It is helpful for both you and your hosts to be able to make their plans and preparations knowing the timeline that you will be staying.  Do not say things like “We plan to be here until they throw us out.”  Those words give the host nothing to work with in either purchasing for meals, or accommodating in the allotted space, and only leads to frustration and dread.  If your host is preparing meals for you and your family, honor the meal times and let them know if you are not going to be there for a particular meal.  Staying in communication with your host regarding your schedules is both polite and necessary.

6.  Involve yourself in the preparations and clean-ups of shared events.

Many great memories are made “shoulder to shoulder” participating in events together, even cooking and cleaning.  Unless you are paying for a cleaning and/or cooking staff included in your visit, plan to be part of the cleaning and meal preparations in the home where you are a guest.  Include your children if they are old enough, in setting the table, clearing the table, and general straightening.

7.  Say “Please and Thank You”

Politeness goes a long way, and showing appreciation is always a welcome characteristic for both guests and hosts.  Manners are never outdated, and help to insure the door will be open for you again the next time you are in town.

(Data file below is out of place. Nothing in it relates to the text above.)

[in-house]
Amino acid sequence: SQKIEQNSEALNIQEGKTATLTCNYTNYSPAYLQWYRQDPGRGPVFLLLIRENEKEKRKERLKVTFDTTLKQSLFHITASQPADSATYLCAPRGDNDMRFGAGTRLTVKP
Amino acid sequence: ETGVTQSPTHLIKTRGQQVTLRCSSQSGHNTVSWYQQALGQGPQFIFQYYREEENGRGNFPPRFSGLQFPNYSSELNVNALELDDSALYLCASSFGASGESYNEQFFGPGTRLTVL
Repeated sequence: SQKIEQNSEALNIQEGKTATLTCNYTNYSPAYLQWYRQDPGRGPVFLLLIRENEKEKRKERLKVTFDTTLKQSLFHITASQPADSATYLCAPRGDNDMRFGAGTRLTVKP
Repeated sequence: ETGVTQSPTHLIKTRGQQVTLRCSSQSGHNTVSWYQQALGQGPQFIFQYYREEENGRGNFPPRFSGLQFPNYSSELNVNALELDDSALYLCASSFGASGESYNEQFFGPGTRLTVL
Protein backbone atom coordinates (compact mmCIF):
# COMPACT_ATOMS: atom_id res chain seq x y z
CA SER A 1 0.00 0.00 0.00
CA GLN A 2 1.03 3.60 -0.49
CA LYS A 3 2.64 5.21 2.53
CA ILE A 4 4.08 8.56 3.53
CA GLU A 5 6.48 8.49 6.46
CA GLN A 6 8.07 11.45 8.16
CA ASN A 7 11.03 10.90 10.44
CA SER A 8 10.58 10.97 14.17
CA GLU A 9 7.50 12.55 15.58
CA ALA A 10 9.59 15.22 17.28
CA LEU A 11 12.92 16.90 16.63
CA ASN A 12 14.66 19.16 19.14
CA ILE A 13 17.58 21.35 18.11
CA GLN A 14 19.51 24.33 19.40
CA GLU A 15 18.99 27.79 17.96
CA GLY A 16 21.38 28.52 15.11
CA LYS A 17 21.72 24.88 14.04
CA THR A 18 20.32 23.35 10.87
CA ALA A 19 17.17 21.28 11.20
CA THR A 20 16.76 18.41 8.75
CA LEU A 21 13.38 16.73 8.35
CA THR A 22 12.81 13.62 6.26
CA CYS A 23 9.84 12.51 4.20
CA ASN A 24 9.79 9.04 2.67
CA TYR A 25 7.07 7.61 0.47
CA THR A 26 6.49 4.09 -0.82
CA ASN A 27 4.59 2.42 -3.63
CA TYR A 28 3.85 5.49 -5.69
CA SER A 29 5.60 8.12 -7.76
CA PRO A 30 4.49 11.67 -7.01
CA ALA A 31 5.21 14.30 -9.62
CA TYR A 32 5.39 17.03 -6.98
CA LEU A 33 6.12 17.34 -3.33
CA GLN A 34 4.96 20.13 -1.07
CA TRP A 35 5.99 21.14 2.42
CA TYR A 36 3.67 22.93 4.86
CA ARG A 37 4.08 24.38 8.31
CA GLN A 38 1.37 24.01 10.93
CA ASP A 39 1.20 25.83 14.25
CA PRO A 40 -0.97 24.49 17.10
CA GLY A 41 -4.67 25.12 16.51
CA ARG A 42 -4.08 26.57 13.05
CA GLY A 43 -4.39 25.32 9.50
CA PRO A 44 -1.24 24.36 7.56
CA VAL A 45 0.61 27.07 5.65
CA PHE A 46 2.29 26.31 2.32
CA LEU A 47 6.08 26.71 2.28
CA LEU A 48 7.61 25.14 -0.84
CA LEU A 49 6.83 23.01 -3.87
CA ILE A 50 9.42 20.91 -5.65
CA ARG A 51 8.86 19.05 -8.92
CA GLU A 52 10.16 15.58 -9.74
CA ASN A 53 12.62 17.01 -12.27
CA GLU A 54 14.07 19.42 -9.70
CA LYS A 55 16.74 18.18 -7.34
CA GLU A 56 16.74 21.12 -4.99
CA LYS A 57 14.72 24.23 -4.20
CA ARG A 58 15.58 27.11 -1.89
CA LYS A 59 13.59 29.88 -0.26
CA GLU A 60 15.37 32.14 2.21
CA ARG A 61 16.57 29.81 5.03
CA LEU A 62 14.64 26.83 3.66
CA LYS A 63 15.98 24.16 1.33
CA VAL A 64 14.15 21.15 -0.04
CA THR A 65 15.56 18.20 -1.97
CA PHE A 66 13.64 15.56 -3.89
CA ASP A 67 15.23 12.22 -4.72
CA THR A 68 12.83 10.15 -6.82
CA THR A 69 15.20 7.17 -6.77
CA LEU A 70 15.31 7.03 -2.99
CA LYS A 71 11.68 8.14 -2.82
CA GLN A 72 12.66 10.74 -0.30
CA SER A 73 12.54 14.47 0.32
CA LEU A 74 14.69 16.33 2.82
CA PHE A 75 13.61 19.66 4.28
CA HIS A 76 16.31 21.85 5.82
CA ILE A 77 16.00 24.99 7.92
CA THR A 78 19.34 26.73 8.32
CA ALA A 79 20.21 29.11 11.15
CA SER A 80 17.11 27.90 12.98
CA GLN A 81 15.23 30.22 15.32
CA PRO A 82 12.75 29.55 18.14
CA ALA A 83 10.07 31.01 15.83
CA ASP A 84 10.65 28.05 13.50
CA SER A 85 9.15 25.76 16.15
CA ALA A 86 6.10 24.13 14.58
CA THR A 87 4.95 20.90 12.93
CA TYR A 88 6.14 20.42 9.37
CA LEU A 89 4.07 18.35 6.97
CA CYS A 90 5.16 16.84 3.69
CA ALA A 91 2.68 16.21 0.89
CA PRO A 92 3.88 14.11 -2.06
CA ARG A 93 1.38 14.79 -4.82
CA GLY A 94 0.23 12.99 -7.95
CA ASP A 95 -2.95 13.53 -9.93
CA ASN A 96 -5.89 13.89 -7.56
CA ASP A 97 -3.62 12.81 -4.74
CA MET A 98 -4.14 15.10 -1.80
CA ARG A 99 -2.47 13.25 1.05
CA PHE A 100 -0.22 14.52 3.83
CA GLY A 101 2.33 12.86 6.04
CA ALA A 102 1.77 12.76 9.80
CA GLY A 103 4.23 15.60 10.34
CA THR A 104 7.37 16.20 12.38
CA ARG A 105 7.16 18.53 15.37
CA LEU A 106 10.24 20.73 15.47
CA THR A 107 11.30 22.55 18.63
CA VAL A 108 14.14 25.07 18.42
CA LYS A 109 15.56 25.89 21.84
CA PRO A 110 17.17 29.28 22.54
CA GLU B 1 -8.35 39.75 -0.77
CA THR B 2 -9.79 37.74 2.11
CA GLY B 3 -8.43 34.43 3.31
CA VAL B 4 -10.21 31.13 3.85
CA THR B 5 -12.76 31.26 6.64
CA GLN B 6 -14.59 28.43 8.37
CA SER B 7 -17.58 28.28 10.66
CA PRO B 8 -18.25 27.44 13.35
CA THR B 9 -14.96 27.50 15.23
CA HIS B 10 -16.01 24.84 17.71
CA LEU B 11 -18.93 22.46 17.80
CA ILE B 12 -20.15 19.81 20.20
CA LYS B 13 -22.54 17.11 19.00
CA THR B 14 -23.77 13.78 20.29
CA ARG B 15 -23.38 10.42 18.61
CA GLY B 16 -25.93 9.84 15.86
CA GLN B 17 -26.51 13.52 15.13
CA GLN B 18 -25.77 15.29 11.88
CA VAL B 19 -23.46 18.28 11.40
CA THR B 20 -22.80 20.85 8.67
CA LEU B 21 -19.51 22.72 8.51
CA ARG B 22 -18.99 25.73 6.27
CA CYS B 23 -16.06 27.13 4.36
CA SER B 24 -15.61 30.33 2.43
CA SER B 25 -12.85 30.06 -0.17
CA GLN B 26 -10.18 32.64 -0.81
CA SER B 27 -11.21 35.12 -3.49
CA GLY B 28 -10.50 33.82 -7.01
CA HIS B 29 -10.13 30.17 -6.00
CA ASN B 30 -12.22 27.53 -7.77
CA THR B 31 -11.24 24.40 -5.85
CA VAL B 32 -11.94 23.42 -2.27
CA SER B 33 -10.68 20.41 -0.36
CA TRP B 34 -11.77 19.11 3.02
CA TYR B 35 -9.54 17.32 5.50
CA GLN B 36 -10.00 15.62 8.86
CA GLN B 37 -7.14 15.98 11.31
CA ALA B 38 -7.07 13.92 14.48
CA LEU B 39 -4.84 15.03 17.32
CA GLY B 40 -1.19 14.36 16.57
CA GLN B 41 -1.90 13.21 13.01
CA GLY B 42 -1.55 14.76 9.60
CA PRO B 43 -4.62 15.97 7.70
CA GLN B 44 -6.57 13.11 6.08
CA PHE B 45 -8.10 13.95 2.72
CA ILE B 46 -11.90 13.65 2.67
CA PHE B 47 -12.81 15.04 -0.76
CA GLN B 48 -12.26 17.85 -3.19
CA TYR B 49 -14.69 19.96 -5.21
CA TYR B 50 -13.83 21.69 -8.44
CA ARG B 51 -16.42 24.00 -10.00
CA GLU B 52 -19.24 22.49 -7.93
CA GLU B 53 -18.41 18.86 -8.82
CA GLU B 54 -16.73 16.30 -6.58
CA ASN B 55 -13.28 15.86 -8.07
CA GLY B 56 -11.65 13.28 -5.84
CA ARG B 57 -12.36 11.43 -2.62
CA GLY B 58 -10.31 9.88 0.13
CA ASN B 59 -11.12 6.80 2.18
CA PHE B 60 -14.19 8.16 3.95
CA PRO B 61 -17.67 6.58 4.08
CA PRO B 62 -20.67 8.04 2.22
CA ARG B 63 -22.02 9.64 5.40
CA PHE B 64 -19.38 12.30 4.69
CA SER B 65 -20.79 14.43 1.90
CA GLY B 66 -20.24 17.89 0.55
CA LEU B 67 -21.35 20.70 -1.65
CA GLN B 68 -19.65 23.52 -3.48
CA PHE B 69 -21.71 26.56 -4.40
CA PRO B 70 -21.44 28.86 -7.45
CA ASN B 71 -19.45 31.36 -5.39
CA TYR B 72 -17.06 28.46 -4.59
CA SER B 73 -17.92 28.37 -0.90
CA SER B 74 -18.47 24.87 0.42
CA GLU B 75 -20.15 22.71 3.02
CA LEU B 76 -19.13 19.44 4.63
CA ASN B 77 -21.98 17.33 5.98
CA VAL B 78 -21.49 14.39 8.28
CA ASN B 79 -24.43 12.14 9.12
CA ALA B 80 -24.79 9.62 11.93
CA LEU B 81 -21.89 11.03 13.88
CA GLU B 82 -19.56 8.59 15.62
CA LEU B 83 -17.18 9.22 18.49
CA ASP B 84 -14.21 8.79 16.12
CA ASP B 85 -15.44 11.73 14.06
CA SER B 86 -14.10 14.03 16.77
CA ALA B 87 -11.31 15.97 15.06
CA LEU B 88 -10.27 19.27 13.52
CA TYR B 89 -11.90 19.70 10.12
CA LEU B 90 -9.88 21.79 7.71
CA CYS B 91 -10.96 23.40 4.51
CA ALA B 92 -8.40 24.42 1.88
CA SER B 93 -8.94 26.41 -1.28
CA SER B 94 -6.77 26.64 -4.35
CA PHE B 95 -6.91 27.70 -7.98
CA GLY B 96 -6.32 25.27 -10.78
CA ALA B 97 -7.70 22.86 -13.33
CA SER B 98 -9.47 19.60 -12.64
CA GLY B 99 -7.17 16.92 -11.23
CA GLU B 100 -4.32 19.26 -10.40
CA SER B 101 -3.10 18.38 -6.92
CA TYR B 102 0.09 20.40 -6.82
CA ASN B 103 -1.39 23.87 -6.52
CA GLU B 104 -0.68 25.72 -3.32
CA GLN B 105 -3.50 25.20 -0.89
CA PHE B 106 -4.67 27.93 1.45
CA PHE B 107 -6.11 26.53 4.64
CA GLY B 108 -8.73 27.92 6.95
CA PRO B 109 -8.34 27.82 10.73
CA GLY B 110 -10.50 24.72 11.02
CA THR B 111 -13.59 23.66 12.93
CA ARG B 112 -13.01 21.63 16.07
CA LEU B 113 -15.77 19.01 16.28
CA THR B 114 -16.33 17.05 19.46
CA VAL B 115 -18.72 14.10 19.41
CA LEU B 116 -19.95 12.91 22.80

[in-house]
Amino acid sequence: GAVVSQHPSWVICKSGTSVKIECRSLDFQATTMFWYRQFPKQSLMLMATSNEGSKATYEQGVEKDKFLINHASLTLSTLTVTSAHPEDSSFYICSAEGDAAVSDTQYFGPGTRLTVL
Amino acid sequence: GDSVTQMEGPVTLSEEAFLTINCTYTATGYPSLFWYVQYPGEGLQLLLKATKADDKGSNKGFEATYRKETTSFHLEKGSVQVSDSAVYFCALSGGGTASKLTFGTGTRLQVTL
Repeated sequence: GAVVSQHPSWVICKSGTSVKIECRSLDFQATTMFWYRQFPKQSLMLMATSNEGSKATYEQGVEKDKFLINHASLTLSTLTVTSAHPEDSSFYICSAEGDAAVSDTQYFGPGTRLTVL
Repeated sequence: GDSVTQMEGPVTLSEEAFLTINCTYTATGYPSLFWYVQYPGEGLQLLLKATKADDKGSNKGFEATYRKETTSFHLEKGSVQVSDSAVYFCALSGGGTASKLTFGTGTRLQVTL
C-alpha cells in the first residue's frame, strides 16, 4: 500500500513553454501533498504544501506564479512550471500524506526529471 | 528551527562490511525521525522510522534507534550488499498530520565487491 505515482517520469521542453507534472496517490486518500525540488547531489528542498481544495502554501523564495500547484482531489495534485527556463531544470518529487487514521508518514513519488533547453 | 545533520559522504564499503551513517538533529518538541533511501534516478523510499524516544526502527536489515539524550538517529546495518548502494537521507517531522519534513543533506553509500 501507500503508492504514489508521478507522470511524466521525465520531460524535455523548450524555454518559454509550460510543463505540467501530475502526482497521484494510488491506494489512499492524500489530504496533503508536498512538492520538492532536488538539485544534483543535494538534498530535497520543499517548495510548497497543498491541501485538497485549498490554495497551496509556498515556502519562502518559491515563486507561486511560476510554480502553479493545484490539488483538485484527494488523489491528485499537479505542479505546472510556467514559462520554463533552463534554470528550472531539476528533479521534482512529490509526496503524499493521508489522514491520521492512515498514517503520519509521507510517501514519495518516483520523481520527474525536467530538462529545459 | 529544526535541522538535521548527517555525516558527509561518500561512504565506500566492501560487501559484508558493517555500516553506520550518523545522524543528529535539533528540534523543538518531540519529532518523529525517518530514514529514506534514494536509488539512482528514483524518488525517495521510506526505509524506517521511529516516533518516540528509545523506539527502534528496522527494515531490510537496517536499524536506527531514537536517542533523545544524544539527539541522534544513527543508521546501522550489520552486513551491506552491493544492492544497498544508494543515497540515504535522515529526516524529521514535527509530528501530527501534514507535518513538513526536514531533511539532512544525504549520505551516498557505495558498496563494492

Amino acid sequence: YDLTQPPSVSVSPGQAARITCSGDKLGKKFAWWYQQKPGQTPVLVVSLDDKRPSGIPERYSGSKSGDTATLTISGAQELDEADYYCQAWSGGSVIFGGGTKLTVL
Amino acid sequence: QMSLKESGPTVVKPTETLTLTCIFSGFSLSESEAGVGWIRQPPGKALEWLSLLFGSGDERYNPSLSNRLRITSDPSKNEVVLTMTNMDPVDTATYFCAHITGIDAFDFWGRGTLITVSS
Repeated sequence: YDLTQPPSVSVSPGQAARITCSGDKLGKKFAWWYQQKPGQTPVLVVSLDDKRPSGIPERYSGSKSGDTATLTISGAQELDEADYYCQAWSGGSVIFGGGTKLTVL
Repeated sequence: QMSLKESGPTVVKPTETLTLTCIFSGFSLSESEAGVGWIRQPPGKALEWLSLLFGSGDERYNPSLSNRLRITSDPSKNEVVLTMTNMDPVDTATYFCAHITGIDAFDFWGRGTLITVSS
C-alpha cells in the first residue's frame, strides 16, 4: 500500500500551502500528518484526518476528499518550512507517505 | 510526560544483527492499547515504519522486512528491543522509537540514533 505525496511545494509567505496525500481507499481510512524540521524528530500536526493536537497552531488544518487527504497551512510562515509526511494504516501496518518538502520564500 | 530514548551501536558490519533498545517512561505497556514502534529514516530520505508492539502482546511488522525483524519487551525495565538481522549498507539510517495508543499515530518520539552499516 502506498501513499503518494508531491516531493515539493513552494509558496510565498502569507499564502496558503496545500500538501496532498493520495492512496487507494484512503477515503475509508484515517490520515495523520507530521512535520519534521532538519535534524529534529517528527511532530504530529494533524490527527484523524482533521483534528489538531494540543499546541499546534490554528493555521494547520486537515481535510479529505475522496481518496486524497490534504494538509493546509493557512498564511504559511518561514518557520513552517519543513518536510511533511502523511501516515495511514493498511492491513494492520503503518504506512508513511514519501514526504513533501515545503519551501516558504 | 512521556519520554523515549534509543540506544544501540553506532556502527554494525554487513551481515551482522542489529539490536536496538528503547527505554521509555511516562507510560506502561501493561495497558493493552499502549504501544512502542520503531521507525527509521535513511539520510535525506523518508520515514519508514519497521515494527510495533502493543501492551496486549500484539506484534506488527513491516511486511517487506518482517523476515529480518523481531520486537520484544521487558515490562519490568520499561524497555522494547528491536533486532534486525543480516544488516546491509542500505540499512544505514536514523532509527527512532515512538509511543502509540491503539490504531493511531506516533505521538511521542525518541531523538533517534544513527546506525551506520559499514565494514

What would you add to this list?

 

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7 thoughts on “House Guest Advice

  1. The one thing I would add is this…..don’t smother your hostess. Give her and her family some alone time. Take yourself, your family, your pet, etc and escape for a meal a two. Every hostess needs some breathing room. Good write up Cate!

  2. I often leave a little thank-you gift on the bed for them to find – with the sheets already taken OFF the bed and stuffed in the pillowcases! :0)

    I have also been know to leave little thank-you sticky notes inside cupboards, on a mirror, on top of washing machine o or on their laundry soap box/bucket – places that aren’t “obvious’ until AFTER you leave (inside the spice cupboard is a fun one – they often don’t ‘see’ it for a couple weeks – then think of the good time they had with you!!) Leave some special Scripture on them, too!!

  3. Great post, Cate!
    We regularly (once or twice a summer, depending on other plans) with my brother & his family in Newport, RI. We buy groceries, make meals, clean up after ourselves (dishes, bed sheets) walk their dog & also take their daughter with us (we have 1 son/1 daughter) out & about to the beach, cafe, window shopping, etc. AND I make the coffee every AM (A blend of Starbucks Dragon & Gevalia Kenyan) & then leave them w/ a pound of it upon leaving.
    That way we get a great visit (my mom lives in Middletown, 1 town over) AND don’t wear out our welcome.

    1. The greatest joys of life are experienced in relationship, which I think is a big part of the reason we love to host. So many people add to our lives in their visits.
      From what you have written, I would venture that relationships are valuable to you too, and that value fuels the efforts you put into them. Fantastic!!